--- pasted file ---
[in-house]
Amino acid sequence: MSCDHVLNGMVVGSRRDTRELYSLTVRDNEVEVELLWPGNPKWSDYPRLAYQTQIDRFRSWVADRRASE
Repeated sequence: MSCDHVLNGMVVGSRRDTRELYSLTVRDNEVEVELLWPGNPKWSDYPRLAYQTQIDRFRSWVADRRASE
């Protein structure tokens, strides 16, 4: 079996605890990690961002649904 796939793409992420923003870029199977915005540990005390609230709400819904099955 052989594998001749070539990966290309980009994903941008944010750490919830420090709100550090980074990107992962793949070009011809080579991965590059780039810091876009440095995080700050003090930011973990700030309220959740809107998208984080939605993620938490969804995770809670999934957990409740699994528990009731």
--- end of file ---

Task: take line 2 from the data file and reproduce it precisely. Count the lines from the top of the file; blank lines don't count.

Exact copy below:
Amino acid sequence: MSCDHVLNGMVVGSRRDTRELYSLTVRDNEVEVELLWPGNPKWSDYPRLAYQTQIDRFRSWVADRRASE